The fiscal deficit is expected to undershoot in 2022, supporting low issuance

ISRAEL - Report 15 Nov 2021 by Jonathan Katz


The fiscal deficit declines sharply:

- In the last 12 months through October the fiscal deficit declined to 5.5% GDP from 11.9% in March.
- Tax revenues in January-October 2021 are up 19% in real terms compared to two years ago (pre-Covid).
- We expect a fiscal deficit this year of 4.7% GDP, below the official forecast of 5.5% (8.2% at the beginning of the year).
- The fiscal deficit in 2022 is likely to decline to 2.7% GDP
- The official target is 3.9% but the current strong tax revenue trend supports a lower deficit. The public sector wage freeze will also keep expenditures moderate.
- Fiscal financing will be facilitated by a sovereign issue abroad, large land sales and tapping excess financing from previous years.
Bottom line: We expect average bond issuance of 6.5bn ILS per month (including buybacks), similar to the present pace, and supportive of the bond market.

FX: The shekel continued to appreciate last week, especially against the Euro (1.1%) due to USD global strengthening.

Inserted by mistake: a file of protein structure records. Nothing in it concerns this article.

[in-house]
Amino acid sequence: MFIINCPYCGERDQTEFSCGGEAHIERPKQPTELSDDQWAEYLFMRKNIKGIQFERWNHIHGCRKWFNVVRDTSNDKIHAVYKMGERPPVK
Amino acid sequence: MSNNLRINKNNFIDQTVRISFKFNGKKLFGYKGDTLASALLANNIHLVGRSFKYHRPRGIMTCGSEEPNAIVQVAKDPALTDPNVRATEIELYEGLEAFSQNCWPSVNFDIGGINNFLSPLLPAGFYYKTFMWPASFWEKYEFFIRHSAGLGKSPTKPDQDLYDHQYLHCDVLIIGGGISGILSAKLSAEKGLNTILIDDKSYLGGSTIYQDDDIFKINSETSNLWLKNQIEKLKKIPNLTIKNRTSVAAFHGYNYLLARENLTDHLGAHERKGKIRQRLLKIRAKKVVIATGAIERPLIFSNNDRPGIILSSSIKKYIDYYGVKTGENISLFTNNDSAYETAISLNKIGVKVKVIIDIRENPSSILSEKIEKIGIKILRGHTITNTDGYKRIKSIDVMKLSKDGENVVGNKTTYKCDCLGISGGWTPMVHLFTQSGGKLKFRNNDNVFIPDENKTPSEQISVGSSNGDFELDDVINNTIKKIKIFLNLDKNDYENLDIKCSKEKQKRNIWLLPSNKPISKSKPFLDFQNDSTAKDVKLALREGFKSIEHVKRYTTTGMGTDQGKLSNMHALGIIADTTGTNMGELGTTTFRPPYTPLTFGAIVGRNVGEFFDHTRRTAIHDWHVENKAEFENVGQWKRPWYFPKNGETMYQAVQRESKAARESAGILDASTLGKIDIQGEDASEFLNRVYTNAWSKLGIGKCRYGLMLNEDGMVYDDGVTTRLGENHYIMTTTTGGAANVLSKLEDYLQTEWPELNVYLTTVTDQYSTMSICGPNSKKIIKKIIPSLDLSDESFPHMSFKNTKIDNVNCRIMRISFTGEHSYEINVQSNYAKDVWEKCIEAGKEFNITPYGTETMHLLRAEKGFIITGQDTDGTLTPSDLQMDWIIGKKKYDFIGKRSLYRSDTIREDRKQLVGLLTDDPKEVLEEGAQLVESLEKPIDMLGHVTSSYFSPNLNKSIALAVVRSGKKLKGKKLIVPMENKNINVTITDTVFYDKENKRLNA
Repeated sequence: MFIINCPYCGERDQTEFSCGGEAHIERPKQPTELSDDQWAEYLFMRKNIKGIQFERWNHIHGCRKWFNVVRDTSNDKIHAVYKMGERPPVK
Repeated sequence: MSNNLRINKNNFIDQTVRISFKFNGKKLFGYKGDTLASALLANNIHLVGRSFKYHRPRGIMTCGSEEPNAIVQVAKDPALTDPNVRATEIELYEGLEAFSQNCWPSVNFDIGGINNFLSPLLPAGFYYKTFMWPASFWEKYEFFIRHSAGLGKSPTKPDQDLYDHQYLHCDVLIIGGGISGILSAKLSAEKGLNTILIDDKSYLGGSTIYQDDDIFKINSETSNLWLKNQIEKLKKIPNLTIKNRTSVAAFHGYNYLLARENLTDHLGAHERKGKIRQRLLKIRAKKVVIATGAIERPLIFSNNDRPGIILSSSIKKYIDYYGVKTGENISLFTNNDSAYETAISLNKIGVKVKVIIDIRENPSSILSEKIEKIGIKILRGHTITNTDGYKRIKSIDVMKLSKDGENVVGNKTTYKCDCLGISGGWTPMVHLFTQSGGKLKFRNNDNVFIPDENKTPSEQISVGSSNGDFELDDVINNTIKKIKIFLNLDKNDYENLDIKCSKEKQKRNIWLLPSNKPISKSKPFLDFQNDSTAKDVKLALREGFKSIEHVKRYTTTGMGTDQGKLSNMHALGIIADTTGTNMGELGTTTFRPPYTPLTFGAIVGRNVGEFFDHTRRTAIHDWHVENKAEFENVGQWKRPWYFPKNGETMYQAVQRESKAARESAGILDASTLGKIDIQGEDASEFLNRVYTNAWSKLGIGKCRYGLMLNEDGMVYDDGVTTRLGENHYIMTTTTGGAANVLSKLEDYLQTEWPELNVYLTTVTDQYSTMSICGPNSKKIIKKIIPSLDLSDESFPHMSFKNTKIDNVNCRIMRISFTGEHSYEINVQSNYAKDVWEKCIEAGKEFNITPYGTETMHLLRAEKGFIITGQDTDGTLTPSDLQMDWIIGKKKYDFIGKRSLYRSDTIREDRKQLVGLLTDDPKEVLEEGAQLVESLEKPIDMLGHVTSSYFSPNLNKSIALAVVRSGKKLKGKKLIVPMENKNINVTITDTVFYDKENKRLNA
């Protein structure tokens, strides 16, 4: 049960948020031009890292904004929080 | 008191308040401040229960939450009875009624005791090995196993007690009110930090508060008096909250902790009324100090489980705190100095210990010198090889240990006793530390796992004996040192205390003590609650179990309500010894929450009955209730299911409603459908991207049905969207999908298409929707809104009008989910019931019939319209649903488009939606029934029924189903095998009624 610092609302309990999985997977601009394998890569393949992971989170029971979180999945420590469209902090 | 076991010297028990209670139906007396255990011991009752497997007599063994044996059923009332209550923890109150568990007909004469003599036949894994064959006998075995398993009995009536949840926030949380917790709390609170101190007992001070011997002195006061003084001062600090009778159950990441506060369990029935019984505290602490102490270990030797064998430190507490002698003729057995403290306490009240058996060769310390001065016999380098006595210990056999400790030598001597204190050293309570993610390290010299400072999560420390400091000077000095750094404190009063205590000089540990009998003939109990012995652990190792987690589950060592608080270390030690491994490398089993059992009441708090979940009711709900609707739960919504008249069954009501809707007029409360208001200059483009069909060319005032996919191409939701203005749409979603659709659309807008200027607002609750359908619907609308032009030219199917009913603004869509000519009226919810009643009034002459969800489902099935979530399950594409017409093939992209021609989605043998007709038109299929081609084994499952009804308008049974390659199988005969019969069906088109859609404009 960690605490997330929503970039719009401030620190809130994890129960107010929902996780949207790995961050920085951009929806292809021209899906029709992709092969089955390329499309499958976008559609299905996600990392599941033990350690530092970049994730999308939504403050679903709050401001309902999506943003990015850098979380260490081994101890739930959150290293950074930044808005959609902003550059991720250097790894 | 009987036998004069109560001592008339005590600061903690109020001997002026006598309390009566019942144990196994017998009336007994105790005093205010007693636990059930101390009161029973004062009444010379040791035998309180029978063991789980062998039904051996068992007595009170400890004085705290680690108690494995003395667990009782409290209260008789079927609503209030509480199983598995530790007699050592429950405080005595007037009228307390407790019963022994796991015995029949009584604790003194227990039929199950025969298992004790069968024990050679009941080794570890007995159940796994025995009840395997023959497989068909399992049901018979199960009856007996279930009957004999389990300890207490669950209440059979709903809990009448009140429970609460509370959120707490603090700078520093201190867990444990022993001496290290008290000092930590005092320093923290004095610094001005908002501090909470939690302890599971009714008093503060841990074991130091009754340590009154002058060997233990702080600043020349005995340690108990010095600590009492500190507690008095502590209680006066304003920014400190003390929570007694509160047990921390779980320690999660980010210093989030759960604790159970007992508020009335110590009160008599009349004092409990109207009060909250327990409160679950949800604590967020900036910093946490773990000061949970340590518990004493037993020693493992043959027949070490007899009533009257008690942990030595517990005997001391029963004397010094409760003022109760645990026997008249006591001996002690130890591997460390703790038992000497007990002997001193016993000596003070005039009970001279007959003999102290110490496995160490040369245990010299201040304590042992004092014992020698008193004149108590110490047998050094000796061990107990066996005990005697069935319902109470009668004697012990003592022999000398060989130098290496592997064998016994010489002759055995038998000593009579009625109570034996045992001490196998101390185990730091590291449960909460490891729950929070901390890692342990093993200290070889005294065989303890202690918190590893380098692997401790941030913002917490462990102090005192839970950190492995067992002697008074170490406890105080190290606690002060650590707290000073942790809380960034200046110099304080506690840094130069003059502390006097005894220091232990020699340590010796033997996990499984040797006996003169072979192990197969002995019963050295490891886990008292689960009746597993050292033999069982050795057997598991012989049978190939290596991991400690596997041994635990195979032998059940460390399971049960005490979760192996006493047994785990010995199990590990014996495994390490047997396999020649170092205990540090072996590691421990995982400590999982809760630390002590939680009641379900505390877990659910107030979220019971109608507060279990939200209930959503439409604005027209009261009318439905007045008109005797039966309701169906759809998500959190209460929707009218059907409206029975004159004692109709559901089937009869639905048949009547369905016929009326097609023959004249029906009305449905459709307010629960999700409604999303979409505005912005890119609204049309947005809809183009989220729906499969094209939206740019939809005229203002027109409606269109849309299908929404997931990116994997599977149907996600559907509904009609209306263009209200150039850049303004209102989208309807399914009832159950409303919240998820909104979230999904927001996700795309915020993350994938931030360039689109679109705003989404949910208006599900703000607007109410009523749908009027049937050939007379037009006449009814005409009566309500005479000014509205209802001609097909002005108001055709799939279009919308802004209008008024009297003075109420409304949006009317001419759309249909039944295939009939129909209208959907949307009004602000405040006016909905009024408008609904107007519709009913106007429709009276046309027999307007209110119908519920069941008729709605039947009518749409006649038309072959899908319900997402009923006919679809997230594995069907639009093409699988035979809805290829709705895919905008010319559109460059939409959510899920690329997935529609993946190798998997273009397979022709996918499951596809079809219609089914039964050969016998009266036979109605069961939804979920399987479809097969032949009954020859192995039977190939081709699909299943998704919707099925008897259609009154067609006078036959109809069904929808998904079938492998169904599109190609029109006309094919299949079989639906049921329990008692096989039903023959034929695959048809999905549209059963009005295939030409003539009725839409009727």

- Fitch reaffirmed Israel’s A+ rating, citing the positive fiscal developments and budget approval.
- Israeli institutions reduced their FX exposure to 17.7% in September from 18.3% in August.
- Governor Yaron reiterated on Friday that the pace of intervention will depend on the rate of economic growth and recovery. At the moment, this appears robust.

In Q3, new home sales increased by 4% q/q, following an increase of 22% in Q2. Unsold inventory has declined, and further price pressure is likely, both for housing purchases and housing rentals (we expect 3.1% NTM in housing rentals, contributing 0.8% to inflation).

Manufacturing exports expanded by 6.5% saar in August-October, especially hi-tech sector exports. Import growth of raw materials remains strong, suggesting activity will remain strong in the coming months.

Important data this week: Monday: October’s CPI. We expect 0.4% m/m, impacted by a seasonal increase in clothing prices, as well as higher prices for vehicles, furniture and home appliances. Housing rental prices are expected to increase by 0.2% m/m and 2.2% y/y, accelerating from 1.9%. Tuesday: GDP growth for Q321 (first estimate). We expect growth of 6% on the back of expanding private consumption and hi-tech exports. Thursday: Job vacancies for October, an important indicator of labor tightness.

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